CUP Undergraduate Research



Date of Award

Spring 4-19-2012

Document Type

Restricted Access Thesis


College of Theology, Arts, & Sciences



Degree Name

Theology, BA

First Advisor

Dr. Michael A. Thomas


With the advent of kings in the ancient world, the hierarchy between the gods, the kings, and the people needed definition and structure. Early on, the ancient near east developed the idea that the king is responsible for social justice towards the people and that they are given that role by the gods. Covenants were made between the gods, and the kings, and the people to further define that responsibility. These covenants were mutually beneficial and defined the attitude that a king ought to have toward his subjects: one of beneficent provision. In a pastoral society, the ubiquitous shepherd became a term used to describe kings because of the similarities in their duties: feeding, leading, and protecting their flocks.

The Hebrews also adopted this idea of a shepherd-king. They referred to the LORD as their shepherd who established kings over them to be his under-shepherds. He made covenants with his people agreeing to take care of them and be their God if they would obey him. Ezekiel 34 is a particularly detailed example of the LORD’s relationship with his people. Because so many of the under-shepherds acted like wolves instead of good shepherds of the sheep, the LORD said that he would come to seek his lost and scattered sheep to bring them to himself and be their shepherd again. He would then establish a shepherd like David to be over the flock.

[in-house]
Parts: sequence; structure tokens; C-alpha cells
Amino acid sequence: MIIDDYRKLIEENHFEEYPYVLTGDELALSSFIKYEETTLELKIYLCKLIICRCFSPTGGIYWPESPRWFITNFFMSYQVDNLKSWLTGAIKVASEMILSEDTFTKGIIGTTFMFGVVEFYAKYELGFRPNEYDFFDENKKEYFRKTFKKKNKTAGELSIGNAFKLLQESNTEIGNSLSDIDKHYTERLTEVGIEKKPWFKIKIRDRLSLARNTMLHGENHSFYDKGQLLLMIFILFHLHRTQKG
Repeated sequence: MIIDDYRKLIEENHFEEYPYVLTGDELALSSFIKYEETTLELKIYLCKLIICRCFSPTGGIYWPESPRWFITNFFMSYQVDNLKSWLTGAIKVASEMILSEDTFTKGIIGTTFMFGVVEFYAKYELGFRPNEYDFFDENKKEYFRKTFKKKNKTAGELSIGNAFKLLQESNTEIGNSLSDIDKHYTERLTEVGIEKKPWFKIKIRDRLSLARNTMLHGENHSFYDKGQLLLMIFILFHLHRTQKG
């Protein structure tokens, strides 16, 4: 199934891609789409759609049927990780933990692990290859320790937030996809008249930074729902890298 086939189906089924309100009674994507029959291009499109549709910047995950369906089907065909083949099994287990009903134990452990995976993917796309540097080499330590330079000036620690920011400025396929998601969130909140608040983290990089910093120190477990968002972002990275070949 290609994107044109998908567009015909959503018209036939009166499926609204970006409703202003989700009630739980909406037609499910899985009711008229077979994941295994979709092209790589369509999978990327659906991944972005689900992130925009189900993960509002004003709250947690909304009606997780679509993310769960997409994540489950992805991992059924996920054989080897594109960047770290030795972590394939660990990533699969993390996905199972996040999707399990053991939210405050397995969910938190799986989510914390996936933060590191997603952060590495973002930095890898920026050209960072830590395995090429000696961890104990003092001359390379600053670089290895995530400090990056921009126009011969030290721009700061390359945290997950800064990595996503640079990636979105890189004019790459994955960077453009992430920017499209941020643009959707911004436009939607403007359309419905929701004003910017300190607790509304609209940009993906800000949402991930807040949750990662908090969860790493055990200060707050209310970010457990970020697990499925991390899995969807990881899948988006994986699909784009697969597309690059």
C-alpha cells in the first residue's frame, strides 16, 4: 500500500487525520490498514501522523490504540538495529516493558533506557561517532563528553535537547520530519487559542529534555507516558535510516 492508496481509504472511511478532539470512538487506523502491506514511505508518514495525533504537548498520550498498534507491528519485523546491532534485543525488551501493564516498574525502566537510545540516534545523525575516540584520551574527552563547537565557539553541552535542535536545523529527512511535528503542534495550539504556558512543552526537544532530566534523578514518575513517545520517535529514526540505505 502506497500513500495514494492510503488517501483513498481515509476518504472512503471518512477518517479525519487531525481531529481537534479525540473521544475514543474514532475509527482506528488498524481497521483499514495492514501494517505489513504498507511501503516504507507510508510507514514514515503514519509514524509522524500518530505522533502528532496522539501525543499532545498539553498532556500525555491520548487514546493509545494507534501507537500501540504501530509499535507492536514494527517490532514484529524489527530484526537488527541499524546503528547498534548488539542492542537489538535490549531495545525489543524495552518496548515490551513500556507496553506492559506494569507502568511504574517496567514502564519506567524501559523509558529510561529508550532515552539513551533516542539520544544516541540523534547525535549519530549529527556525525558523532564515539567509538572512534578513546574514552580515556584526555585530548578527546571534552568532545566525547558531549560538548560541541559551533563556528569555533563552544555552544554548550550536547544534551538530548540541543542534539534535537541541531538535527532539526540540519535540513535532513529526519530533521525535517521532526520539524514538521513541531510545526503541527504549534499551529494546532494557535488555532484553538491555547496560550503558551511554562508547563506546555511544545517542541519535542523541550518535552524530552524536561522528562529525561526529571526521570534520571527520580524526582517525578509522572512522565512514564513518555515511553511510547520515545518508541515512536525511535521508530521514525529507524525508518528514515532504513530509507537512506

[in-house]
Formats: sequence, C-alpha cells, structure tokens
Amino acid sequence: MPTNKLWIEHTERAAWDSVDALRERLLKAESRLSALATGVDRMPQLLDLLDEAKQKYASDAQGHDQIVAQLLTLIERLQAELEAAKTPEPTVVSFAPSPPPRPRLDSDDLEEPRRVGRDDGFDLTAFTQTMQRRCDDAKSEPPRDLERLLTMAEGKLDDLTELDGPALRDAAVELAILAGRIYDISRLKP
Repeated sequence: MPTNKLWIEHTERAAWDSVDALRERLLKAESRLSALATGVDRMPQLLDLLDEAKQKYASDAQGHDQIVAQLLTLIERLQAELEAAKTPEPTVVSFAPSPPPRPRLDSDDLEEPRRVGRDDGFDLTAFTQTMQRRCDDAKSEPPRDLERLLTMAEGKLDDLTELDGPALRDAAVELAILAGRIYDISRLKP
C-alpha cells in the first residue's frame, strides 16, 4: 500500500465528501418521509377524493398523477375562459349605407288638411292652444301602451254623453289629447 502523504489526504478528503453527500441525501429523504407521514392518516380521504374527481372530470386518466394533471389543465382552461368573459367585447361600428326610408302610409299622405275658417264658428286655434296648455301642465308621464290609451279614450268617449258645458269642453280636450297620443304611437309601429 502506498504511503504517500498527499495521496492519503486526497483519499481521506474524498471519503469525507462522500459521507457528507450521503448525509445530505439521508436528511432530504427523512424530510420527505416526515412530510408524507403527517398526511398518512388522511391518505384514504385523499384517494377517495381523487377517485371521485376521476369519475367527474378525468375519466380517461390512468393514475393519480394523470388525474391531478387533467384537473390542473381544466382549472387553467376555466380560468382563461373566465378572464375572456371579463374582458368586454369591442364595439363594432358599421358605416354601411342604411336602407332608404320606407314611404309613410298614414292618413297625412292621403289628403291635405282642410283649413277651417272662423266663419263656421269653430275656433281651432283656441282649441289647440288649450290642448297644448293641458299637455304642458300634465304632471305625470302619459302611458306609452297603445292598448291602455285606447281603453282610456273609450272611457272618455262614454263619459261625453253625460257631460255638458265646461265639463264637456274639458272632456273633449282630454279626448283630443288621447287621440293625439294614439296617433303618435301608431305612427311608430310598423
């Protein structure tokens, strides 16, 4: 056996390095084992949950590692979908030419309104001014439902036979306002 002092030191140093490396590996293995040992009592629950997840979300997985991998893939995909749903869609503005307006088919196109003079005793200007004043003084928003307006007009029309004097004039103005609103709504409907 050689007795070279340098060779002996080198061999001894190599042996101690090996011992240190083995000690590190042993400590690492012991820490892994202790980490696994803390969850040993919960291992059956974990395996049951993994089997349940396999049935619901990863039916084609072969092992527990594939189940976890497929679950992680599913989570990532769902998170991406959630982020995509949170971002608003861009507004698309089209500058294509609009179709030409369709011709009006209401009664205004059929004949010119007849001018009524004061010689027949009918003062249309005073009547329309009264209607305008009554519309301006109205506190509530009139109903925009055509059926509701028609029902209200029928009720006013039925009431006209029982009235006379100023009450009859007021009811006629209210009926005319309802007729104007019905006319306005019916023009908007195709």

Christianity came out of this environment in the Jewish perspective and answered the question, “Who is this good shepherd like David?’ with Jesus. John 10 parallels Ezekiel 34 in its use of similar language and ideas. Jesus calls himself the good shepherd from the LORD who is going to punish the bad shepherds and gather the LORD’s flock to himself to be in communion with him and the LORD.

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